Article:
God and Evolution, edited by Jay W. Richards, is an essay anthology designed to explain and clarify the essential definitions, scientific claims, theological issues and philosophical problems that pervade the debate about the compatibility of Neo-Darwinism and religious faith. The central question of the text, specifically, is whether or not theistic evolution is a tenable position for theists of Christian or Jewish persuasion. Each essay expands upon a different aspect of the subject, but together they have a common goal: to shed light on what Richards refers to as the God and evolution enigma. He argues that this is a gray area that sorely needs illuminating; he says, “In a sense, it touches all of the biggest questions we can ask about ourselves and the world we live in.”
Jay W. Richards earned his Ph.D. in philosophy and theology from Princeton Theological Seminary. He also holds a B.A. degree with a dual major in political science and religion, Master of Divinity, and Master of Theology degrees. He has authored numerous academic books and articles on a wide array of topics, including The Privileged Planet, a book co-authored with astronomer Guillermo Gonzalez. His work has also appeared in popular publications such as The New York Times, The Washington Post, and The Wall Street Journal. He has been featured in documentaries as well as national radio and TV programs, and has served as executive producer of several documentaries. Currently, Dr. Richards is a Senior Fellow at the Discovery Institute and a contributing editor for The American at the American Enterprise Institute.
Scope and Sequence
The essays in God and Evolution are classified into four major sections: “I: Some Problems with ‘Theistic Evolution,'” “II: Protestants and Evolution,” “III: Catholics and Evolution,” and “IV: Jews and Evolution.” Richards sets the stage with an extensive introduction in which he clears up misconceptions about the history of the debate and distinguishes between the various definitions for the terms “evolution” and “theism.” He also describes several different views that fall under the umbrella of theistic evolution and discusses one of the major reasons for the adoption of this viewpoint–the problem of evil and suffering.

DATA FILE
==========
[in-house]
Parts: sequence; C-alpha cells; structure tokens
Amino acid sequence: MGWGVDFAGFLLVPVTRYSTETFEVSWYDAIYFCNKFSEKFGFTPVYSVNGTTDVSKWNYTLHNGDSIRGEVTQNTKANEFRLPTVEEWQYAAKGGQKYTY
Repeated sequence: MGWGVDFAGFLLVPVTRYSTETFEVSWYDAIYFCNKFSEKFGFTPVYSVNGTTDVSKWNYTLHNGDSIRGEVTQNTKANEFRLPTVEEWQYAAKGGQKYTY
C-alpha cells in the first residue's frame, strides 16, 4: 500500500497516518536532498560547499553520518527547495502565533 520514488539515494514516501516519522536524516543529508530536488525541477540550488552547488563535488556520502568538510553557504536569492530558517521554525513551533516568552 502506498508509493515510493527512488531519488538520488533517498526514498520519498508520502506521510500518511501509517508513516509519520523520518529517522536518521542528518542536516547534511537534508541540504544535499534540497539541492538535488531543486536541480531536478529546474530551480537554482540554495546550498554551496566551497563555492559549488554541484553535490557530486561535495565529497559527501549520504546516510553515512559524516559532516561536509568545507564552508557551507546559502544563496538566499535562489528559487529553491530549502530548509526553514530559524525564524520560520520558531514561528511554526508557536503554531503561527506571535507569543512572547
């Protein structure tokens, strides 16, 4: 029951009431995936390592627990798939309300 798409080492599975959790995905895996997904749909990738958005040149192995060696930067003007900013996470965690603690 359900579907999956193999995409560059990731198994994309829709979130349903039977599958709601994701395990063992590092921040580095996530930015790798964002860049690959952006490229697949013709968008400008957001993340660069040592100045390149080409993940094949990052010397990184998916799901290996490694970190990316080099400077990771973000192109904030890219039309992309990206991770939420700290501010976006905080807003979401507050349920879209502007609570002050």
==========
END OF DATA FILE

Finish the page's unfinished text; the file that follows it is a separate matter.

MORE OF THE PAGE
Evaluation and Recommendation
Although no one volume could cover every detail of the long-running, nuanced debate about the compatibility of theism and Darwinian evolution, the editor and authors of God and Evolution do a tremendous job of educating their readers on this historically, philosophically, and theologically complex subject. The essays are articulate, informative, and interesting, but are not intimidating in their language and scope. The reader gains a clear idea of each essay’s thesis and supporting points, and doesn’t become mired down in trivial accessory information. Important current and classical works are mentioned throughout the book, which is a nice benefit for the reader who wishes to explore the subject further using reliable source material. The organization of the text has a logical feel, and the essays can be read individually.
As a whole, the book’s thesis is wholly and competently supported; the incompatibility of Darwinian evolution and theism is thoroughly demonstrated. Proper distinctions and definitions frame the text’s argument, eliminating ambiguity and correcting misconceptions. Even readers skeptical of ID will profit in understanding what is truly at stake in the debate and how to view it with fairness.
God and Evolution is an outstanding book choice for persons of faith seeking clarity about whether or not Darwinism is truly compatible with their worldview. Leaders and students of Christianity and Judaism would particularly benefit from the text, as would science educators and writers who wish to accurately portray the issue.
 Jay Richards, God and Evolution (Seattle,WA: Discovery Institute Press, 2010): 27.